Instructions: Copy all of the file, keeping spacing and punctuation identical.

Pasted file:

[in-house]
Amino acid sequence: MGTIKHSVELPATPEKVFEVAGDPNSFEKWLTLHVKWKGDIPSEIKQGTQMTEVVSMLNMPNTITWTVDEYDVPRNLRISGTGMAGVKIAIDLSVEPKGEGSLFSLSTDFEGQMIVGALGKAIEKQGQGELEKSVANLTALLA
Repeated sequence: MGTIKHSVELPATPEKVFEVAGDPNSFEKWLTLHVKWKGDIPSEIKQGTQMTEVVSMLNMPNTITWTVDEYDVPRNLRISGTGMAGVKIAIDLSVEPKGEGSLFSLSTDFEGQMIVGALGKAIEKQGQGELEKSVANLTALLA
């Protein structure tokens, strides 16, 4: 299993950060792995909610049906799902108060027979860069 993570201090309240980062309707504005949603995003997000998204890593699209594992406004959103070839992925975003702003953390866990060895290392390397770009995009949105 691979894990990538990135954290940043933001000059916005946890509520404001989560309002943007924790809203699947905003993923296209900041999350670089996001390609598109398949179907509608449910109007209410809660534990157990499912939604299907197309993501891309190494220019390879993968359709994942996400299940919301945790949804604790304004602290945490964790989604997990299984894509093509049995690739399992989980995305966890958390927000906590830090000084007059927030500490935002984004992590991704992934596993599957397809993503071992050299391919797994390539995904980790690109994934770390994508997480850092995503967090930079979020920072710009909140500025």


[in-house]
Amino acid sequence: MGTIKHSVELPATPEKVFEVAGDPNSFEKWLTLHVKWKGDIPSEIKQGTQMTEVVSMLNMPNTITWTVDEYDVPRNLRISGTGMAGVKIAIDLSVEPKGEGSLFSLSTDFEGQMIVGALGKAIEKQGQGELEKSVANLTALLA
Repeated sequence: MGTIKHSVELPATPEKVFEVAGDPNSFEKWLTLHVKWKGDIPSEIKQGTQMTEVVSMLNMPNTITWTVDEYDVPRNLRISGTGMAGVKIAIDLSVEPKGEGSLFSLSTDFEGQMIVGALGKAIEKQGQGELEKSVANLTALLA
């Protein structure tokens, strides 16, 4: 299993950060792995909610049906799902108060027979860069 993570201090309240980062309707504005949603995003997000998204890593699209594992406004959103070839992925975003702003953390866990060895290392390397770009995009949105 691979894990990538990135954290940043933001000059916005946890509520404001989560309002943007924790809203699947905003993923296209900041999350670089996001390609598109398949179907509608449910109007209410809660534990157990499912939604299907197309993501891309190494220019390879993968359709994942996400299940919301945790949804604790304004602290945490964790989604997990299984894509093509049995690739399992989980995305966890958390927000906590830090000084007059927030500490935002984004992590991704992934596993599957397809993503071992050299391919797994390539995904980790690109994934770390994508997480850092995503967090930079979020920072710009909140500025």